Last but not least, singer Katie Watkins is a total unknown, having recorded two very down home blues in 1957-59, the first backed by the Sax Kari's band with Kari on guitar.
            Thanks to all of those who helped for those researches, particularly the Dave Kyle's article on the National Road Magazine.
                                               Gérard HERZHAFT

Volume 13
DETROIT COUNT (Bob White), vcl/pno; Alfred Elkins, bs/vcls. Chicago, Ill. 7 November 1940
01. I'm the woogie man
02. Pullet and Hen blues
Detroit Count, vcl/pno. Detroit, Mi. 1948
03. Hastings Street Opera I & II
Detroit Count, vcl/pno; band. Detroit, Mi. 1948
04. I'm crazy about you
05. Hastings Street woogie man
06. Detroit boogie
07. Parrot Lounge boogie
Detroit Count, vcl/pno; King Porter, tpt; Wild Bill Moore, t-sax; band. Detroit, Mi. 1949
08. My last call
09. Little Tillie Willie
Detroit Count, vcl/og; Emmit Slay, g; Larry Jackson, dms. Detroit, Mi. 23 January 1953
10. You told me that you loved me
11. Brotherly love
Detroit Count, vcl/og; Emmit Slay, vcl/g; Larry Jackson, dms. New York City, 30 March 1953
12. I've learned my lesson
13. Be mine once more
14. Male call
Detroit Count, vcl/pno; Sax Kari, g; band. Detroit, Mi. 1954
Brand new gal
One room, the blues and you
JOHNNY WRIGHT, vcl/g; Band. Detroit, Mi. 17 November 1953
15. 54 blues
16. Boogie baby
17. I stayed down
18. I was in Saint Louis
19. She went away
20. Up boy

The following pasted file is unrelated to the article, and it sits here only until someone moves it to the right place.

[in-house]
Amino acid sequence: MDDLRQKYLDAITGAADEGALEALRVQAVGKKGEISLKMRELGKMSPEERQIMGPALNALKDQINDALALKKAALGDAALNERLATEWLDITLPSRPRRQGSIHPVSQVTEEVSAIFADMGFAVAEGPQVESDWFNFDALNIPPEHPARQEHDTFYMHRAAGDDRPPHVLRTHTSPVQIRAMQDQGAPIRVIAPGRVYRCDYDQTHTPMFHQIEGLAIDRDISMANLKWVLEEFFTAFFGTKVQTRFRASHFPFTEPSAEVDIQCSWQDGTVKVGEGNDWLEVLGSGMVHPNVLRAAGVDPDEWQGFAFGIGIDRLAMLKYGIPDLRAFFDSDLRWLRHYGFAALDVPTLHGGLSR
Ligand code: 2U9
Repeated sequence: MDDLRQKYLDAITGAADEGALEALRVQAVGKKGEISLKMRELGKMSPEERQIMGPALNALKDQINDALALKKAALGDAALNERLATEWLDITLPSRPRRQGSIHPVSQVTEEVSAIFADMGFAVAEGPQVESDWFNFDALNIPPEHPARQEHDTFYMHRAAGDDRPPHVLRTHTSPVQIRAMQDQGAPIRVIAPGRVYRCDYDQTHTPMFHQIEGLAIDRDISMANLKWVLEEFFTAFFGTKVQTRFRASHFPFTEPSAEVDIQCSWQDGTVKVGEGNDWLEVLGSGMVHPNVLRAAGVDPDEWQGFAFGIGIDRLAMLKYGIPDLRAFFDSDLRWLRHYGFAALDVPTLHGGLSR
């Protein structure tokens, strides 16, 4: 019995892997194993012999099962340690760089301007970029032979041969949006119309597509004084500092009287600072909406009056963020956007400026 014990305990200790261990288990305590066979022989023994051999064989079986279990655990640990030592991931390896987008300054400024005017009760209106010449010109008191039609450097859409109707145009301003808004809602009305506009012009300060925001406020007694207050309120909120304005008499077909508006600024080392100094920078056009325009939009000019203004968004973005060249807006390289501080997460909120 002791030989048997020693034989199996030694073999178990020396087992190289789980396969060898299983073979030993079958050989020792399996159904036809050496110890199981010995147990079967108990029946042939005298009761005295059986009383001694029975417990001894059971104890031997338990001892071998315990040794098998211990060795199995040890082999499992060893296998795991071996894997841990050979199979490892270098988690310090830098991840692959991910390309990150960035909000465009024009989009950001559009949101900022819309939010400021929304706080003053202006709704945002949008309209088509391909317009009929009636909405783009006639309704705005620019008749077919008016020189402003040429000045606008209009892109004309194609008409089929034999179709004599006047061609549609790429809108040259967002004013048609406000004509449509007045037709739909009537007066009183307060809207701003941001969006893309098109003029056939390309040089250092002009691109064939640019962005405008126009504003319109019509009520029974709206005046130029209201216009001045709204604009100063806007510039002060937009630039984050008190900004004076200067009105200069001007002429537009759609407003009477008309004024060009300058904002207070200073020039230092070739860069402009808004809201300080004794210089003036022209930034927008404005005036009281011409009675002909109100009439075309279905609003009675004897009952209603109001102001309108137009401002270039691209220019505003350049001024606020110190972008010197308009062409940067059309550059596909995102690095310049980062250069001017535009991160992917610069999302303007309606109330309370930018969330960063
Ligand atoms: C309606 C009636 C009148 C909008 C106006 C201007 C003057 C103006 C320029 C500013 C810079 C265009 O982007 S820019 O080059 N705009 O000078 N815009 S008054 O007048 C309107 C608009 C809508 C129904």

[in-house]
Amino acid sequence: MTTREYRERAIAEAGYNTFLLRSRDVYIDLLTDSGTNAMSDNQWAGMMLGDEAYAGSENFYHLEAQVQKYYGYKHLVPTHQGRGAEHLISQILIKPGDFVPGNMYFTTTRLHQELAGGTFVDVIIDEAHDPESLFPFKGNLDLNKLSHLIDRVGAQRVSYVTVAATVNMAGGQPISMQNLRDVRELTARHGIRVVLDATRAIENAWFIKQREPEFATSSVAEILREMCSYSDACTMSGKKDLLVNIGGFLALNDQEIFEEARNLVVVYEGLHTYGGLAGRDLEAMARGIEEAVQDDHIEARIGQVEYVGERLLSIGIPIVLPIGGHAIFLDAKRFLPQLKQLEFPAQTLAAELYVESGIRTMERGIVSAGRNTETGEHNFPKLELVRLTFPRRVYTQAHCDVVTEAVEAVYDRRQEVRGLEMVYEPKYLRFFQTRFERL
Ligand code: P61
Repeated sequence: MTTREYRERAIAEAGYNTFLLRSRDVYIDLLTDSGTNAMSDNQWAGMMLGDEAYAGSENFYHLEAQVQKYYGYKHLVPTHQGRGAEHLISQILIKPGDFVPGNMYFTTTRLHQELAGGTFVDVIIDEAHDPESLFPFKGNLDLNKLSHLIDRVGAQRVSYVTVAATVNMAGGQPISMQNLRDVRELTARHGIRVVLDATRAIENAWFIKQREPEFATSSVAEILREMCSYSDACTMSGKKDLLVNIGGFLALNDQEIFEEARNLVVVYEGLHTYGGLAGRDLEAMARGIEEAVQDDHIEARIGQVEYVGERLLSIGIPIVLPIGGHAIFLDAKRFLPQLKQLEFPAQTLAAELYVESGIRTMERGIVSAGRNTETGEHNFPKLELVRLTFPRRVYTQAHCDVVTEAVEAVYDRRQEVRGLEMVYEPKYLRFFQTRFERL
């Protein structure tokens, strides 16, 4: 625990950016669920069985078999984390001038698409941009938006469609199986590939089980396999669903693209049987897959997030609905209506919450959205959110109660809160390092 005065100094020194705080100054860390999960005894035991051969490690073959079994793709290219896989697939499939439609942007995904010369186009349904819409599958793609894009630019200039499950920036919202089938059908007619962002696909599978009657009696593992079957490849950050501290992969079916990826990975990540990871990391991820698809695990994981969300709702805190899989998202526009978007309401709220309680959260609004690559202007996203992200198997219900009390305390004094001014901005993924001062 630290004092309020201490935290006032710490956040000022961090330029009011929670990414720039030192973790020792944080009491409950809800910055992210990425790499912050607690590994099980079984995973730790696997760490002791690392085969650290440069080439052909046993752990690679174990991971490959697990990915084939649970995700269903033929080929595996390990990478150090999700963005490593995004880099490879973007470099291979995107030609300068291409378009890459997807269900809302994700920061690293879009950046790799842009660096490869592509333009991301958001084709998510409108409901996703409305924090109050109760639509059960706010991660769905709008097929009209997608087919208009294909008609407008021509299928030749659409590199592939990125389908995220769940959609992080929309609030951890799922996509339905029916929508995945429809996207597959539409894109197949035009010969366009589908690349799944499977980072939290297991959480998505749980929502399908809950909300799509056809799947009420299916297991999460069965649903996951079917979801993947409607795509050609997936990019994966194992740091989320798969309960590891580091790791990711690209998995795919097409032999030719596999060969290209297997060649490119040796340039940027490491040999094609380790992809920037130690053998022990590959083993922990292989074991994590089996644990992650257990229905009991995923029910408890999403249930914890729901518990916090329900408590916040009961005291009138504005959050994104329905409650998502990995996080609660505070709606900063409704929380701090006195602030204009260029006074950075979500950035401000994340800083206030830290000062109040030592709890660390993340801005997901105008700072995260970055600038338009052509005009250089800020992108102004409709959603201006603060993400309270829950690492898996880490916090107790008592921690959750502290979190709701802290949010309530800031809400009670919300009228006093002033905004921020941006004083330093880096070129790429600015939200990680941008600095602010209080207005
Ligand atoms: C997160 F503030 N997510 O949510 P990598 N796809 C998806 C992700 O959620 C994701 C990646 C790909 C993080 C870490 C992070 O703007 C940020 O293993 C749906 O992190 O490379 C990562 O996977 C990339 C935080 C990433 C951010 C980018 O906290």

Johnny Wright, vcl/g; Raymond Hill, t-sax; Eddie Jones, t-sax; Ike Turner, g; pno; Jesse Knight Jr, bs; Eugene Washington, dms. Saint Louis, Mo. November 1955
21. The world is yours
22. Suffocate
Johnny Wright, vcl/g; Joe Whitfield, t-sax; bs; Joe Hunt, dms. Saint Louis, Mo. January 1959
23. Look at that chick
24. Gotta have you for myself
Johnny Wright, vcl/g; band. Los Angeles, Ca. 1962
25. Wine head
Who was?
Johnny Wright, vcl/g; Steve Rusin, hca; Billy Five Coats, pno; Dave Kyle, g; Steve Ridge, dms. Terre Haute, In. 1978
26. Move
27. Shut up
KATIE WATKINS, vcl; Sax Kari, g; Jimmy, bs; dms. Detroit, Mi. 1957
28. Trying to get you off my mind
Katie Watkins, vcl; band. Detroit, Mi. 1959
29. Don't take, give

Thanks to our friend Tom Thumb, we have now three 1977 tracks by Johnny Wright backed by Steve Rusin and band: Coal Shed + Johnny's bad air boogie + I was in Saint Louis (solo guitar version with Steve Rusin). Those titles are there

14 commentaires:

  1. Detroit Blues Masters Volume 13


  2. Big thanks Gerard. Everything you post is interesting, informative, and most welcomed.